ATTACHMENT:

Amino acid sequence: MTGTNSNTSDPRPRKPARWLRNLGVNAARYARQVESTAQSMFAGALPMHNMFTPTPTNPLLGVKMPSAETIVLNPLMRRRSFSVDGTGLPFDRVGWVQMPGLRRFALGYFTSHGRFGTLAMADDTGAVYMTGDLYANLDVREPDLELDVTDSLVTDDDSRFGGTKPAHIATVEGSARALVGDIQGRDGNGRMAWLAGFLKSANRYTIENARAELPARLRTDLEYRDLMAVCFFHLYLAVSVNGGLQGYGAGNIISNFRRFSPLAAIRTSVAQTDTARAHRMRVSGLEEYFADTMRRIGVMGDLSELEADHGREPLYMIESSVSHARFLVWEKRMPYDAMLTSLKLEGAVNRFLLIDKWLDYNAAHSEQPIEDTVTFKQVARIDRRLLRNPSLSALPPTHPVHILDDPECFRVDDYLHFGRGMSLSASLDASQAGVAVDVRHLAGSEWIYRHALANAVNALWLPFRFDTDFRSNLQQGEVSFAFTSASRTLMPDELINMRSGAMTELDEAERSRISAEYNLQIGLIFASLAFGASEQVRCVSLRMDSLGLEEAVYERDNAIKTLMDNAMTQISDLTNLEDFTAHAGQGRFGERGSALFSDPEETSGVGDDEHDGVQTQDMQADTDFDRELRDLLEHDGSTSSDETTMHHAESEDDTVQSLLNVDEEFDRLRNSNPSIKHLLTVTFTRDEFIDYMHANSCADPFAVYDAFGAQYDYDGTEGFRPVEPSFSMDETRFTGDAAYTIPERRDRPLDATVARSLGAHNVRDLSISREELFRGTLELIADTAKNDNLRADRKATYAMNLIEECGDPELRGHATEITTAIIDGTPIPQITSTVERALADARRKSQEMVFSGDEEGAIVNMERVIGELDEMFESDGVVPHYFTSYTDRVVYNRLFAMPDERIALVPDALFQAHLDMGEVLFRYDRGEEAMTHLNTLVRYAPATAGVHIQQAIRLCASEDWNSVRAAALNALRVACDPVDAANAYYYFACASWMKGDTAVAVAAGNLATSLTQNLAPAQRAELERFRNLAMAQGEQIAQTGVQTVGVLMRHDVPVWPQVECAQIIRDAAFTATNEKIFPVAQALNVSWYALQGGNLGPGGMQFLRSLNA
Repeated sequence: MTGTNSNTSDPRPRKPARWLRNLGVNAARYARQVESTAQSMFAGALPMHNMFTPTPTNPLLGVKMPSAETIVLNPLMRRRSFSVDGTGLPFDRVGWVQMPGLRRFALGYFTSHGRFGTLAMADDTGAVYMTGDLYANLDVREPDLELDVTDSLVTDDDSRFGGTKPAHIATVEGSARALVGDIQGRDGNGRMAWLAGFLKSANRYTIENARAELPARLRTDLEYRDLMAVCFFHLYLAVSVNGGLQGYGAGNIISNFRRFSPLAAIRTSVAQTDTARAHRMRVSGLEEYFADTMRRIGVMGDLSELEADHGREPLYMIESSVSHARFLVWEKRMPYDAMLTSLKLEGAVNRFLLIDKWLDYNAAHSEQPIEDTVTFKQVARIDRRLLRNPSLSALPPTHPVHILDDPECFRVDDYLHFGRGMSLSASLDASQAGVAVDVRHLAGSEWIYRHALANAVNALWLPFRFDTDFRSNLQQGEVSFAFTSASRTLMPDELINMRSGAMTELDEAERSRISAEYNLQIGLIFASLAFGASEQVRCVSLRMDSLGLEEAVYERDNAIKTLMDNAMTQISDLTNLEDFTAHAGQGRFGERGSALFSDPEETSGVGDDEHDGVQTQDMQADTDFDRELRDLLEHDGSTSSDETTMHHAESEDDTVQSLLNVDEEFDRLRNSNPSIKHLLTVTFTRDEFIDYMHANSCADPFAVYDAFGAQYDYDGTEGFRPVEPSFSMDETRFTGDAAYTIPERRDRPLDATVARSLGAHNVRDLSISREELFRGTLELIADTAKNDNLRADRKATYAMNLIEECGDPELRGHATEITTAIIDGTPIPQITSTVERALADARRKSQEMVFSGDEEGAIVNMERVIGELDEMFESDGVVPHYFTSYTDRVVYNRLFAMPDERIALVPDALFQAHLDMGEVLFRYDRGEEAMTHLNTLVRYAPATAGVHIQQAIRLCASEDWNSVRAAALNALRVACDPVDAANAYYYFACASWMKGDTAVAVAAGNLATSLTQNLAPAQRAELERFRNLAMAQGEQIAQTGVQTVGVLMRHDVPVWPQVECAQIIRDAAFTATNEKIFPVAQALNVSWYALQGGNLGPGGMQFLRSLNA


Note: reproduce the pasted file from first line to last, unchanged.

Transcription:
Amino acid sequence: MTGTNSNTSDPRPRKPARWLRNLGVNAARYARQVESTAQSMFAGALPMHNMFTPTPTNPLLGVKMPSAETIVLNPLMRRRSFSVDGTGLPFDRVGWVQMPGLRRFALGYFTSHGRFGTLAMADDTGAVYMTGDLYANLDVREPDLELDVTDSLVTDDDSRFGGTKPAHIATVEGSARALVGDIQGRDGNGRMAWLAGFLKSANRYTIENARAELPARLRTDLEYRDLMAVCFFHLYLAVSVNGGLQGYGAGNIISNFRRFSPLAAIRTSVAQTDTARAHRMRVSGLEEYFADTMRRIGVMGDLSELEADHGREPLYMIESSVSHARFLVWEKRMPYDAMLTSLKLEGAVNRFLLIDKWLDYNAAHSEQPIEDTVTFKQVARIDRRLLRNPSLSALPPTHPVHILDDPECFRVDDYLHFGRGMSLSASLDASQAGVAVDVRHLAGSEWIYRHALANAVNALWLPFRFDTDFRSNLQQGEVSFAFTSASRTLMPDELINMRSGAMTELDEAERSRISAEYNLQIGLIFASLAFGASEQVRCVSLRMDSLGLEEAVYERDNAIKTLMDNAMTQISDLTNLEDFTAHAGQGRFGERGSALFSDPEETSGVGDDEHDGVQTQDMQADTDFDRELRDLLEHDGSTSSDETTMHHAESEDDTVQSLLNVDEEFDRLRNSNPSIKHLLTVTFTRDEFIDYMHANSCADPFAVYDAFGAQYDYDGTEGFRPVEPSFSMDETRFTGDAAYTIPERRDRPLDATVARSLGAHNVRDLSISREELFRGTLELIADTAKNDNLRADRKATYAMNLIEECGDPELRGHATEITTAIIDGTPIPQITSTVERALADARRKSQEMVFSGDEEGAIVNMERVIGELDEMFESDGVVPHYFTSYTDRVVYNRLFAMPDERIALVPDALFQAHLDMGEVLFRYDRGEEAMTHLNTLVRYAPATAGVHIQQAIRLCASEDWNSVRAAALNALRVACDPVDAANAYYYFACASWMKGDTAVAVAAGNLATSLTQNLAPAQRAELERFRNLAMAQGEQIAQTGVQTVGVLMRHDVPVWPQVECAQIIRDAAFTATNEKIFPVAQALNVSWYALQGGNLGPGGMQFLRSLNA
Repeated sequence: MTGTNSNTSDPRPRKPARWLRNLGVNAARYARQVESTAQSMFAGALPMHNMFTPTPTNPLLGVKMPSAETIVLNPLMRRRSFSVDGTGLPFDRVGWVQMPGLRRFALGYFTSHGRFGTLAMADDTGAVYMTGDLYANLDVREPDLELDVTDSLVTDDDSRFGGTKPAHIATVEGSARALVGDIQGRDGNGRMAWLAGFLKSANRYTIENARAELPARLRTDLEYRDLMAVCFFHLYLAVSVNGGLQGYGAGNIISNFRRFSPLAAIRTSVAQTDTARAHRMRVSGLEEYFADTMRRIGVMGDLSELEADHGREPLYMIESSVSHARFLVWEKRMPYDAMLTSLKLEGAVNRFLLIDKWLDYNAAHSEQPIEDTVTFKQVARIDRRLLRNPSLSALPPTHPVHILDDPECFRVDDYLHFGRGMSLSASLDASQAGVAVDVRHLAGSEWIYRHALANAVNALWLPFRFDTDFRSNLQQGEVSFAFTSASRTLMPDELINMRSGAMTELDEAERSRISAEYNLQIGLIFASLAFGASEQVRCVSLRMDSLGLEEAVYERDNAIKTLMDNAMTQISDLTNLEDFTAHAGQGRFGERGSALFSDPEETSGVGDDEHDGVQTQDMQADTDFDRELRDLLEHDGSTSSDETTMHHAESEDDTVQSLLNVDEEFDRLRNSNPSIKHLLTVTFTRDEFIDYMHANSCADPFAVYDAFGAQYDYDGTEGFRPVEPSFSMDETRFTGDAAYTIPERRDRPLDATVARSLGAHNVRDLSISREELFRGTLELIADTAKNDNLRADRKATYAMNLIEECGDPELRGHATEITTAIIDGTPIPQITSTVERALADARRKSQEMVFSGDEEGAIVNMERVIGELDEMFESDGVVPHYFTSYTDRVVYNRLFAMPDERIALVPDALFQAHLDMGEVLFRYDRGEEAMTHLNTLVRYAPATAGVHIQQAIRLCASEDWNSVRAAALNALRVACDPVDAANAYYYFACASWMKGDTAVAVAAGNLATSLTQNLAPAQRAELERFRNLAMAQGEQIAQTGVQTVGVLMRHDVPVWPQVECAQIIRDAAFTATNEKIFPVAQALNVSWYALQGGNLGPGGMQFLRSLNA